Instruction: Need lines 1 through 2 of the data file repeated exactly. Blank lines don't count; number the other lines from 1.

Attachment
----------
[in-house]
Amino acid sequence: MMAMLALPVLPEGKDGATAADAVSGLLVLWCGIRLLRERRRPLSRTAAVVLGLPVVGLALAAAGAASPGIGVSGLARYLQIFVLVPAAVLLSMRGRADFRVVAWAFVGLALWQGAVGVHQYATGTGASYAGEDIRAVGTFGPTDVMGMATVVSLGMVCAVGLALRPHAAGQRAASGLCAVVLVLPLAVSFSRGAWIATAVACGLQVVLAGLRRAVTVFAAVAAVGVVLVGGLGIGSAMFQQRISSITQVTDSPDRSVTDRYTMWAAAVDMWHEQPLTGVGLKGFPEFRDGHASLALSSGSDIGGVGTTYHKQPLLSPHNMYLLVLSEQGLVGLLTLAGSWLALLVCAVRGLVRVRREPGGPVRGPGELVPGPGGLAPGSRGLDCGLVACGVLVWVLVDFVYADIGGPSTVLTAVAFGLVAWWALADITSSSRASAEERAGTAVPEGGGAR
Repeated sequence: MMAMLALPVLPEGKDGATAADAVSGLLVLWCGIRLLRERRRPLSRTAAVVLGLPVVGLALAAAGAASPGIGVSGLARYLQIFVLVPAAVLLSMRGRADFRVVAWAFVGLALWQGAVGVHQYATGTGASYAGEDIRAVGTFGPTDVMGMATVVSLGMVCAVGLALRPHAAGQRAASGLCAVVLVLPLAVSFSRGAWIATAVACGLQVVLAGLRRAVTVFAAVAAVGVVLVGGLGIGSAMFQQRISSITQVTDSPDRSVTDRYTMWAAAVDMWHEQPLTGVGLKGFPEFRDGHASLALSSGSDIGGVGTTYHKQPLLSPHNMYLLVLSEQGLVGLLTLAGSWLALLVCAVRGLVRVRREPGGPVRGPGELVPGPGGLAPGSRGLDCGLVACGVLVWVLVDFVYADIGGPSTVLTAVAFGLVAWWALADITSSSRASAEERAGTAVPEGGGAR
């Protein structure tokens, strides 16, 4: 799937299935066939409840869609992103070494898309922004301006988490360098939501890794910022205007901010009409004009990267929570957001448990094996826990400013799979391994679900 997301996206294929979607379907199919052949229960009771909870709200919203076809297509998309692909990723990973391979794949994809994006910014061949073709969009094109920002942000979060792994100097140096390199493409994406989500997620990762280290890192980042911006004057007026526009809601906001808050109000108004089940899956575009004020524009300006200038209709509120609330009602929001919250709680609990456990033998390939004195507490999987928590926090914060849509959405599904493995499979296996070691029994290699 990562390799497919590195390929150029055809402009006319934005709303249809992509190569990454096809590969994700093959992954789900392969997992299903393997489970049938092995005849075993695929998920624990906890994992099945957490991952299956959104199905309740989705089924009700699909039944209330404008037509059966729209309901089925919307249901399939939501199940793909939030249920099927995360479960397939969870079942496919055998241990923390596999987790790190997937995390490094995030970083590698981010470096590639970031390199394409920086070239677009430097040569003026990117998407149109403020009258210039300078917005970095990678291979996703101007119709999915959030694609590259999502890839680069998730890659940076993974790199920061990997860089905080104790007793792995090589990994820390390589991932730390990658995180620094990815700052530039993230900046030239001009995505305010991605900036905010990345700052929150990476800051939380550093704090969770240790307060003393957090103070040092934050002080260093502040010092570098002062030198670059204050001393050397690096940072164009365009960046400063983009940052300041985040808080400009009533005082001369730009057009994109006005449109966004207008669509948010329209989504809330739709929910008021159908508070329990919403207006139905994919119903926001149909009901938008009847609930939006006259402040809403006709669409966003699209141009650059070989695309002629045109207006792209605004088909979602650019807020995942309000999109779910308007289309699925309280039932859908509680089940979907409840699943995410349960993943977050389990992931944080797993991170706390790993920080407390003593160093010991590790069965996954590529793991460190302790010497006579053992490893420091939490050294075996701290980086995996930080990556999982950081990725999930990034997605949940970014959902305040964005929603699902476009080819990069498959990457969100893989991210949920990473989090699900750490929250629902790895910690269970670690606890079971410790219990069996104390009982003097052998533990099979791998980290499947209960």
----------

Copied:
[in-house]
Amino acid sequence: MMAMLALPVLPEGKDGATAADAVSGLLVLWCGIRLLRERRRPLSRTAAVVLGLPVVGLALAAAGAASPGIGVSGLARYLQIFVLVPAAVLLSMRGRADFRVVAWAFVGLALWQGAVGVHQYATGTGASYAGEDIRAVGTFGPTDVMGMATVVSLGMVCAVGLALRPHAAGQRAASGLCAVVLVLPLAVSFSRGAWIATAVACGLQVVLAGLRRAVTVFAAVAAVGVVLVGGLGIGSAMFQQRISSITQVTDSPDRSVTDRYTMWAAAVDMWHEQPLTGVGLKGFPEFRDGHASLALSSGSDIGGVGTTYHKQPLLSPHNMYLLVLSEQGLVGLLTLAGSWLALLVCAVRGLVRVRREPGGPVRGPGELVPGPGGLAPGSRGLDCGLVACGVLVWVLVDFVYADIGGPSTVLTAVAFGLVAWWALADITSSSRASAEERAGTAVPEGGGAR